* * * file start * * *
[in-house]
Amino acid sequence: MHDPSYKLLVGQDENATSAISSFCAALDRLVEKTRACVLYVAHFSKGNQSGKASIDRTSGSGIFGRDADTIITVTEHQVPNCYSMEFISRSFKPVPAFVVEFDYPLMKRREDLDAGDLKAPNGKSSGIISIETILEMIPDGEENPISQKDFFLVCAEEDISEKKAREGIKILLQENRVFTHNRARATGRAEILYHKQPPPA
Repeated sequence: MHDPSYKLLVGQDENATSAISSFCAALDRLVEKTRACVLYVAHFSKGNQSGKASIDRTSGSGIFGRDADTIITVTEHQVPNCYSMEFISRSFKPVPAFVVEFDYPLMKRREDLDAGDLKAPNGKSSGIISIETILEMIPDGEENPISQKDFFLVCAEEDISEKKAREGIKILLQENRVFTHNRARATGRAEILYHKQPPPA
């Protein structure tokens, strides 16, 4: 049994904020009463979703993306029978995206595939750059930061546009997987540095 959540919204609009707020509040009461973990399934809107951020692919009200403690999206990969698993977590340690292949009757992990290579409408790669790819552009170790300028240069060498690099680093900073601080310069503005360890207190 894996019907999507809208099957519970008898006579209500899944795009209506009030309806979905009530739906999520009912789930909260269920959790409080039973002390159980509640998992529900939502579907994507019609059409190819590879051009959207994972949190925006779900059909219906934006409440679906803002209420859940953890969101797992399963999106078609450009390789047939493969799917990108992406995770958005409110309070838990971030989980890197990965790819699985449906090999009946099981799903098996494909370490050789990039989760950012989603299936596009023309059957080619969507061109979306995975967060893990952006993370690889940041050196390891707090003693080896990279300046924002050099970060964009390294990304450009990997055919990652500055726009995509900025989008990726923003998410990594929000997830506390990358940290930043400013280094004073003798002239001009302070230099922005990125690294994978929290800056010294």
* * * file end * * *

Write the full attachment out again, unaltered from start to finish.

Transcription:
[in-house]
Amino acid sequence: MHDPSYKLLVGQDENATSAISSFCAALDRLVEKTRACVLYVAHFSKGNQSGKASIDRTSGSGIFGRDADTIITVTEHQVPNCYSMEFISRSFKPVPAFVVEFDYPLMKRREDLDAGDLKAPNGKSSGIISIETILEMIPDGEENPISQKDFFLVCAEEDISEKKAREGIKILLQENRVFTHNRARATGRAEILYHKQPPPA
Repeated sequence: MHDPSYKLLVGQDENATSAISSFCAALDRLVEKTRACVLYVAHFSKGNQSGKASIDRTSGSGIFGRDADTIITVTEHQVPNCYSMEFISRSFKPVPAFVVEFDYPLMKRREDLDAGDLKAPNGKSSGIISIETILEMIPDGEENPISQKDFFLVCAEEDISEKKAREGIKILLQENRVFTHNRARATGRAEILYHKQPPPA
């Protein structure tokens, strides 16, 4: 049994904020009463979703993306029978995206595939750059930061546009997987540095 959540919204609009707020509040009461973990399934809107951020692919009200403690999206990969698993977590340690292949009757992990290579409408790669790819552009170790300028240069060498690099680093900073601080310069503005360890207190 894996019907999507809208099957519970008898006579209500899944795009209506009030309806979905009530739906999520009912789930909260269920959790409080039973002390159980509640998992529900939502579907994507019609059409190819590879051009959207994972949190925006779900059909219906934006409440679906803002209420859940953890969101797992399963999106078609450009390789047939493969799917990108992406995770958005409110309070838990971030989980890197990965790819699985449906090999009946099981799903098996494909370490050789990039989760950012989603299936596009023309059957080619969507061109979306995975967060893990952006993370690889940041050196390891707090003693080896990279300046924002050099970060964009390294990304450009990997055919990652500055726009995509900025989008990726923003998410990594929000997830506390990358940290930043400013280094004073003798002239001009302070230099922005990125690294994978929290800056010294």